Overwatering happens most often with indoor basil because there is less evaporation of moisture indoors. The soil needs to be moist, but not soggy. This can be a particular problem if your basil is planted in a pot without a drainage hole.

How to Fix

If you suspect you may have over-watered your basil, the first place to check is the roots. If they are soft, mushy, and brown in colour, then they are rotting.

If the damage is minimal, you can save the plant by replanting it in new soil and only watering it when the soil is dry to the touch. This should soon remedy itself and you will be back to green leaves. 

However, if the roots have entirely rotted, then the plant cannot be salvaged.

Often soil that appears dry on the surface is still damp underneath making overwatering very easy to happen. 

To prevent it from happening again, before watering your basil, push your finger around 1 inch into the soil to check the roots are not still damp. If they are, just skip watering that day. 

4. Brown and Crispy Basil Leaves

The number one cause of brown basil leaves with crispy edges is under watering. If you are not watering enough, the basil could begin to dry out and if the problem persists it will begin to die. 

Water is also crucial for the plant to absorb adequate nutrients so an inconsistent watering schedule will also impact this.

Underwatered basil is usually bitter and produces a pungent smell rather than aromatic. 

How To Fix It

Make sure you are watering your basil on a regular schedule. In temperate conditions, basil only really needs to be watered well once per week. This will allow your herb to have a constant intake of water on a consistent basis, keeping it happy, healthy, and green. 

If you identify this to be the issue and the whole plant has not started to die, you can prune off the underwatered crispy brown leaves, then get back to a consistent watering schedule with an initial feed to allow the plant to recover. Your reward will soon be green leaves once again. 

5. Low Light Leads to Yellow and Brown Leaves

Basil thrives in sunny weather and requires 6 – 8 hours of sunlight every day. It is an essential part of photosynthesis that helps basil store energy to produce more leaves and grow. So, without enough light, they may start to wilt and turn yellow and brown. 

However, too much sunlight can harm plants too and more than 10 hours of full sun can lead to brown scorch marks on your leaves. 

How to fix

Firstly, check your basil is not under a tree or another source of shade that might block it from full sunlight and if yes, consider moving it.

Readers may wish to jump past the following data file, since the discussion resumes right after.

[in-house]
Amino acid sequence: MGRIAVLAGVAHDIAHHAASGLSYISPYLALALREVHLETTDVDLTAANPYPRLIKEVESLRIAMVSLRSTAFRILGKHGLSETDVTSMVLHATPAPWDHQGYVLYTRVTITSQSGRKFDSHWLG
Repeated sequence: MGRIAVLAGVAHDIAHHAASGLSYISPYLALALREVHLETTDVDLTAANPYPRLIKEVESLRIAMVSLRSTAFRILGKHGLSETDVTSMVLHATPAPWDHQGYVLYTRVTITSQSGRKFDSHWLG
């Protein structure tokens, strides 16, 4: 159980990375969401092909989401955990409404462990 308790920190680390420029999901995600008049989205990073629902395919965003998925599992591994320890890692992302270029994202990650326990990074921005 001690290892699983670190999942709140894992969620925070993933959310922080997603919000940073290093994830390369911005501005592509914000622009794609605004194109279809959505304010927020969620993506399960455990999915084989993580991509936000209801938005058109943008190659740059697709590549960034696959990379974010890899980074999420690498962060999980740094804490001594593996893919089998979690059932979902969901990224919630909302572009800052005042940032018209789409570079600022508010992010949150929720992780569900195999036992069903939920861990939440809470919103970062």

However, if your local climate just does not provide the required amount of sunlight on a regular basis then you should probably consider growing your basil indoors and using a windowsill that faces south or potentially even an indoor grow light.

If on the flipside your basil plant is getting too much sunlight and heat, a shade cloth is a good investment.

Planting your basil in a pot will help you to move it around to maximise or minimize the heat and sunlight it is exposed to.

If you believe sunlight has been the cause for some discoloured leaves, simply prune away any yellow or brown sections then remedy the cause to soon be rewarded with dark green leaves once again.   

Other Causes Of Brown Basil Leaves 

Basil prefers slightly acidic soil that is not too rich in organic matter.

If you notice brown leaves and are struggling to identify any of the above issues then it could be a soil issue. Often brown leaves indicate that the soil is too acidic which can lead to scorching throughout the plant.

Browning leaves could also be the result of chemical fertilizers. Use a feed that is specifically designed for fertilizing herbs as they tend to be gentler with a lower NPK ratio.

For a more natural and gentle remedy, try sprinkling old tea leaves around the plant and soil, twice every growing season. 

Verdict: Basil Leaves Turning Brown

Basil leaves are very delicate so if they start to brown it is an early indicator that the plant is under stress. 

Quickly identifying the cause will allow you to resolve the issue (unless it has been caused by disease in which case it should be disposed of) and soon you will be rewarded with fragrant and green leaves once again!  

FAQ Brown Leaves on Basil Plant

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Ben's horticultural interest grew when graduating from Hertfordshire University in 1997. Having contributed to numerous publications including Better Homes & Gardens, Garden Design Magazine, and The English Garden. He is also the author of Propagating Houseplants Made Easy.